METAMORPHOSIS

By: Alison Hawthorne Deming

A caterpillar spits out a sac of silk
where it lies entombed while its genes
switch on and off like lights
on a pinball machine. If every cell
contains the entire sequence
constituting what or who the creature is,
how does a certain clump of cells
know to line up side by side
and turn into wings, then shut off
while another clump blinks on
spilling pigment into the creature’s
emerald green blood, waves of color
flowing into wingscales—black, orange,
white—each zone receptive only to the color
it’s destined to become. And then
the wings unfold, still from their making,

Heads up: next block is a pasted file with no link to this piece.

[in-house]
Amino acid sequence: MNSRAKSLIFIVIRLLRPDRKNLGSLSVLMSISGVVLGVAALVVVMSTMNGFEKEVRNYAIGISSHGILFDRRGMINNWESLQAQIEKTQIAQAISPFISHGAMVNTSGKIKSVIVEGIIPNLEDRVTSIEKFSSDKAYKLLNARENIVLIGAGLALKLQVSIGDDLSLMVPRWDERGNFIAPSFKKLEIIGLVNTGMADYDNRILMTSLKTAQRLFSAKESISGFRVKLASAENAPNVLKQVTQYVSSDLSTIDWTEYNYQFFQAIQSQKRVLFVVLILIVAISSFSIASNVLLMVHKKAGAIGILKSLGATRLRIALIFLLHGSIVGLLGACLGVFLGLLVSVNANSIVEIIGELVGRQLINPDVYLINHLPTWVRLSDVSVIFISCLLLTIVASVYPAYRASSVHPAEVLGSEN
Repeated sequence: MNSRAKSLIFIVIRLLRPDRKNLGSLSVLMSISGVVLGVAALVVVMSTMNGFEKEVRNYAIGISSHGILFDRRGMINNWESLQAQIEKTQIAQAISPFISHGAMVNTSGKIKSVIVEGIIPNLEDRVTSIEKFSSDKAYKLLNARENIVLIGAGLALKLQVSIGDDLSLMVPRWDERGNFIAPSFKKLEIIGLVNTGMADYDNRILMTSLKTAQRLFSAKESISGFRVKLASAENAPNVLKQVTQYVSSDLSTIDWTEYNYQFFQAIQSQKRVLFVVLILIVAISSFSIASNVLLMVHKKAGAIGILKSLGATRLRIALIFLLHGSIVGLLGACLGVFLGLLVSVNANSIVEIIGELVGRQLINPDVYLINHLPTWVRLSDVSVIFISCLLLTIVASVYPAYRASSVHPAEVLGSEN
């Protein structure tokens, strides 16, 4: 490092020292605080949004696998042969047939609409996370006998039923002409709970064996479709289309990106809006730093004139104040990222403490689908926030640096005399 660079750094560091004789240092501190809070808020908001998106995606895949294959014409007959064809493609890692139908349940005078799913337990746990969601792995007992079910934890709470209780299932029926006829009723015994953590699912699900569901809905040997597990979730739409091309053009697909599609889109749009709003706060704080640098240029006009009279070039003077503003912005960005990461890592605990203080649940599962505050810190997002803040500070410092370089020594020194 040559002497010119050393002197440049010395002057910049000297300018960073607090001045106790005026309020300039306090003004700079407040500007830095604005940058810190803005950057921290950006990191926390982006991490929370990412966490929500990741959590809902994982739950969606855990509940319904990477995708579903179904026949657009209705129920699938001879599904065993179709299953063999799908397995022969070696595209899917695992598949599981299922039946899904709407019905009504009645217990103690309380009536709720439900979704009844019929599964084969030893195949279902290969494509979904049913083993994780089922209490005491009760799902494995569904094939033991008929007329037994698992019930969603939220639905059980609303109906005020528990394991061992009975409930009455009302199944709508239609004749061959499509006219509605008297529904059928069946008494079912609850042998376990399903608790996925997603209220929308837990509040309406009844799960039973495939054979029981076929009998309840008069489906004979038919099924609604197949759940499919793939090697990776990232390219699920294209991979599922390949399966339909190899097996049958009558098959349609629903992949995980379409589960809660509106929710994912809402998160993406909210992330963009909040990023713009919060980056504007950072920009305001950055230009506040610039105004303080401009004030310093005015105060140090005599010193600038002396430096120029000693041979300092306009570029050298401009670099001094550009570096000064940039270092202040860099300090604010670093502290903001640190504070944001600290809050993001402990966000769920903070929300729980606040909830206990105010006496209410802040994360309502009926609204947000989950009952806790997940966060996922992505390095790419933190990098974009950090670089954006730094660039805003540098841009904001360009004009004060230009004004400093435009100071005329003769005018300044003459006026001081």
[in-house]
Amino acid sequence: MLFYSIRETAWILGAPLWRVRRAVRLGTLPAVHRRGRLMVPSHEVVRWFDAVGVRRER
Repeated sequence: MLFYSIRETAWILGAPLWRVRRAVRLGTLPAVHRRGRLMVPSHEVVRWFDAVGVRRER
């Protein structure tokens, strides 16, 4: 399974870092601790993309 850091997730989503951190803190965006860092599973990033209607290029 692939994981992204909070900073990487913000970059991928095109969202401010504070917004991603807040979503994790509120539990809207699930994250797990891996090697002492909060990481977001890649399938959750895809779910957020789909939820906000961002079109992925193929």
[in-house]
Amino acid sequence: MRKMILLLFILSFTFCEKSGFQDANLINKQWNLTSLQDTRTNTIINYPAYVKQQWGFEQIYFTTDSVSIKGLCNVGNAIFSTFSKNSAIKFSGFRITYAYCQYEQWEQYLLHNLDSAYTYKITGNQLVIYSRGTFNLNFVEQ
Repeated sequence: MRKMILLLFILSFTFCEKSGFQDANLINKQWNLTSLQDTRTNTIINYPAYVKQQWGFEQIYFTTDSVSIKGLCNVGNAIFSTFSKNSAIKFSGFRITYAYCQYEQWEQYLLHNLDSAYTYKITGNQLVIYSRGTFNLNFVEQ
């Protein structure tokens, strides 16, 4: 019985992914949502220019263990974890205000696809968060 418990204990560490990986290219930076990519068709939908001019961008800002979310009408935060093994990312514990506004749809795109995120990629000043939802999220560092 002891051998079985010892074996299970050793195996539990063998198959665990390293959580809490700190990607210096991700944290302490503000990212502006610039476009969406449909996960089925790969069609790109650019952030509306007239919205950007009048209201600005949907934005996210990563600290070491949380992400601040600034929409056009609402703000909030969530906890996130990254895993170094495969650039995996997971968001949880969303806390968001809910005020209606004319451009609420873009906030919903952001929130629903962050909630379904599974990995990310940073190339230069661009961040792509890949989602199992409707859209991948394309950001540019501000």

and for a dangerous moment hold steady
while they stiffen and dry, the double-
layered wing a protolanguage—one side
warning enemies, the other luring mates.
And then pattern-making cells go dormant,
and the butterfly has mastered flight.

 

___________________________

Poet Alison Hawthorne Deming was born and grew up in Connecticut.  She is the author of Science and Other Poems (LSU Press, 1994), winner of the Walt Whitman Award of the Academy of American Poets; The Monarchs: A Poem Sequence (LSU, 1997), Genius Loci (Penguin Poets, 2005), and Rope (Penguin Poets, 2009).Former Director of the University of Arizona Poetry Center (1990-2002), she currently is Professor and Director of Creative Writing at the University of Arizona, where she is also affiliated with the Institute of the Environment, and a member of the Board of Directors of Orion magazine and terrain.org.  She lives in Tucson, Arizona and Grand Manan, New Brunswick, Canada, and has observed monarchs throughout their tri-national range in the Americas.